Ned Eichler had much to do with the success of Eichler Homes, helping develop the firm’s marketing strategies in the early 1950s, and its efficient system for buying materials in bulk and packaging them for delivery to job sites. But Ned, who died March 27 at age 83, did much more during a busy and productive life.
He died at his Tiburon home, his wife Ava said. The cause of death was Alzheimer’s disease and pneumonia, she said. Ned Eichler is survived by sons David and Steven, daughter Gina Tomaselli, stepdaughter Erika Elliott, and granddaughters Taylor and Catheryn Elliott, and Sarah and Lauren Eichler. A memorial will be held later this spring.
Ned died on the day of longtime Eichler saleswoman Catherine Munson’s memorial service, an event he and Ava had planned to attend.
A strong-willed man and a natural leader, yet a man who was different in many ways from his father, Ned Eichler built several related careers, in real estate development and financing. Working for the Victor Palmieri Company, he also helped disentangle and dispose of the properties that had belonged to the Penn Central after the railroad firm and conglomerate went bust in the early 1970s.
As an offshoot of that venture, Ned Eichler became president of a homebuilding firm that far exceeded in size anything his father ever owned, Levitt Corp., builder of Levittowns.
Ned also served as chairman of the California Housing Commission in the early 1960s.
A graduate of Dartmouth -- he always regretted not going to Columbia instead -- Ned served from 1952 to 1954 with the Signal Corps in France and Germany, much of the time playing golf, a sport at which he excelled.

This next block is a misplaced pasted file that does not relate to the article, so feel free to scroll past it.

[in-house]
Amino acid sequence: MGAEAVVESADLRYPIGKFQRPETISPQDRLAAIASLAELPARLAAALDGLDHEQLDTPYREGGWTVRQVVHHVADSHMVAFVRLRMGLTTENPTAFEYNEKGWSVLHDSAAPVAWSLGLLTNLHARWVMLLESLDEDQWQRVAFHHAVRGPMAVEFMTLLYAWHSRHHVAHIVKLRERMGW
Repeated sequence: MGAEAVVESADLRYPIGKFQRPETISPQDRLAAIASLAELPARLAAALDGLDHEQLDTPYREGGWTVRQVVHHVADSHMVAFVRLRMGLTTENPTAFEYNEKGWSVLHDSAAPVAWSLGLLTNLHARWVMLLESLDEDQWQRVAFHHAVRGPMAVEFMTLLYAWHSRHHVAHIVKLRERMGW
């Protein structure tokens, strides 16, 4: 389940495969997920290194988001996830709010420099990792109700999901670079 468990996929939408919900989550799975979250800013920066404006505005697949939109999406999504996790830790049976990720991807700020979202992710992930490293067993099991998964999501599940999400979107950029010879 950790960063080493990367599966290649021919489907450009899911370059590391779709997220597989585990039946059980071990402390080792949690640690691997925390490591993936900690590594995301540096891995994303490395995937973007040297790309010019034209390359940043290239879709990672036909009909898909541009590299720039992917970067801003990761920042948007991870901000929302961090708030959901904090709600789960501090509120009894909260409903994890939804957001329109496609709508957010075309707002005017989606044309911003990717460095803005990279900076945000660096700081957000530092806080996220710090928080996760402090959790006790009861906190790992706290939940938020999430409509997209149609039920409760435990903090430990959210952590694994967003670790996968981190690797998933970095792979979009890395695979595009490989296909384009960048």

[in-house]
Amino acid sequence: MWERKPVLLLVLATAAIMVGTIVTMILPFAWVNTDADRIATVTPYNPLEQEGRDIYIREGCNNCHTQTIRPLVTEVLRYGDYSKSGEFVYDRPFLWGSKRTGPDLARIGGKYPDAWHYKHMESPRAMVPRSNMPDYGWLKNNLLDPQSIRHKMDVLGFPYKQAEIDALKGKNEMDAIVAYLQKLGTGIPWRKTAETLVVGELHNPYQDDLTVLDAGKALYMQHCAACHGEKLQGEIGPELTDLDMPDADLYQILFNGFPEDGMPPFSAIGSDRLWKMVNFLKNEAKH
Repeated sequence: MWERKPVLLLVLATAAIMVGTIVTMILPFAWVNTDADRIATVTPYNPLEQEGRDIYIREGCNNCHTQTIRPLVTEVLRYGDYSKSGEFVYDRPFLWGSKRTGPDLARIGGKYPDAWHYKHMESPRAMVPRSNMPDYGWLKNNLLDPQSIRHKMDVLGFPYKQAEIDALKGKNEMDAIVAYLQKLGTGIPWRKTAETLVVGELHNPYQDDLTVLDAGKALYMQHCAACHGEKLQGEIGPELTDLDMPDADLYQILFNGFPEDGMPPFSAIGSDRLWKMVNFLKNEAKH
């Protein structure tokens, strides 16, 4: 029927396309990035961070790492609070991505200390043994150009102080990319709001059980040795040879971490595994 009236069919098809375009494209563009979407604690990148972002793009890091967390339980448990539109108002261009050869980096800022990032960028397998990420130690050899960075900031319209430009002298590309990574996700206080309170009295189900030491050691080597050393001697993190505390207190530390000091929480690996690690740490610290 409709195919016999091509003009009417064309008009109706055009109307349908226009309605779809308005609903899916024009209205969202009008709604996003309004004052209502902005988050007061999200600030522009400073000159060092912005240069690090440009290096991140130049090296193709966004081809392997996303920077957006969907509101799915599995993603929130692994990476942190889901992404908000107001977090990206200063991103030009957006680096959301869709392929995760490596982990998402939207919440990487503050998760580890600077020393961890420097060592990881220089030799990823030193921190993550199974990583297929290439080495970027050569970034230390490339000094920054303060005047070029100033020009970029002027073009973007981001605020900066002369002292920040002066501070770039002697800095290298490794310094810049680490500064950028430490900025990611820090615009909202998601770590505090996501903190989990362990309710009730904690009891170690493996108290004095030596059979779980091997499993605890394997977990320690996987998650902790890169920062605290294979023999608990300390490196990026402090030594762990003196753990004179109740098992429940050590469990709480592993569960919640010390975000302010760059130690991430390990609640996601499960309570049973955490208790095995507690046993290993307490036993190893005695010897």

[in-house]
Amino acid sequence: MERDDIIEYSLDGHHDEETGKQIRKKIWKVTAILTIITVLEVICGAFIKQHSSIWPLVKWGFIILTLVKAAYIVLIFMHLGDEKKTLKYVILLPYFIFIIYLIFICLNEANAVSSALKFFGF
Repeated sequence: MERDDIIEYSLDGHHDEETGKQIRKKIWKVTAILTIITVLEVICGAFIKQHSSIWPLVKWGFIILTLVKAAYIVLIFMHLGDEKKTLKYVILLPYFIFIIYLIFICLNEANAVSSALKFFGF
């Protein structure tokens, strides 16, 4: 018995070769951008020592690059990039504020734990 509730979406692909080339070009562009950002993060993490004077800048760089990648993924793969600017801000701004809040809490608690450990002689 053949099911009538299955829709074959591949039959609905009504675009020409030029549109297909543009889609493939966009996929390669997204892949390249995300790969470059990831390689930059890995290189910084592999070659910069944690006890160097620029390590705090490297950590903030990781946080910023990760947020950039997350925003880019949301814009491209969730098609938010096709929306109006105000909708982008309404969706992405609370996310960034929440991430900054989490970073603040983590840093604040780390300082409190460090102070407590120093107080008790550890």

Ned wrote several books about 'merchant builders,' new towns, and 'The Thrift Debacle,' about the savings and loan implosion of the 1980s. He also wrote an unpublished memoir, and spent much time in later years writing short biographies of writers and political leaders (Marx, Keynes, Otto von Bismarck, Willa Cather, Colette, among others).
At age 50, while running a mortgage financing business, Ned took all the courses required for a Ph.D. in history – and began reading “a significant share of the worthwhile fiction written in the latter part of the 19th Century and early part of the 20th Century in
four countries -- Russia, France, Great Britain and the United States,” he wrote in his memoir.
A soft-spoken yet steely-eyed man, Ned served as a foil for his dad during the days of Eichler Homes, often arguing against such visionary (and usually money-losing) ventures as building semi-custom homes, and building homes in Southern California and New York, or in urban San Francisco neighborhoods.
But, as he confessed, “I had no influence over the overall direction of the company.”
Ned eventually left the family firm because his father did not allow him to play a meaningful role in setting the direction of the company. He was particularly proud of his success in the 1980s and 1990s as an innovative mortgage lender to apartment developments through his Eichler Corp.
Ned was always generous in sharing his memories and his time over the years with the Eichler Network, which has written dozens of historical articles about Eichler Homes that depended on Ned’s recollections. He was a superb raconteur – and had once intended to live in Paris and become a writer.
Although he and his father had their differences, and Ned believed his father did not pay enough attention to his son, Ned admired his father deeply for his intelligence, ethics, charisma, grace, and commitment to his vision for Eichler Homes.
“It was my father’s will and obstinacy that allowed him to construct these homes,” Ned recalled. “All of this stemmed from the character of my father. He was so determined to make it work.”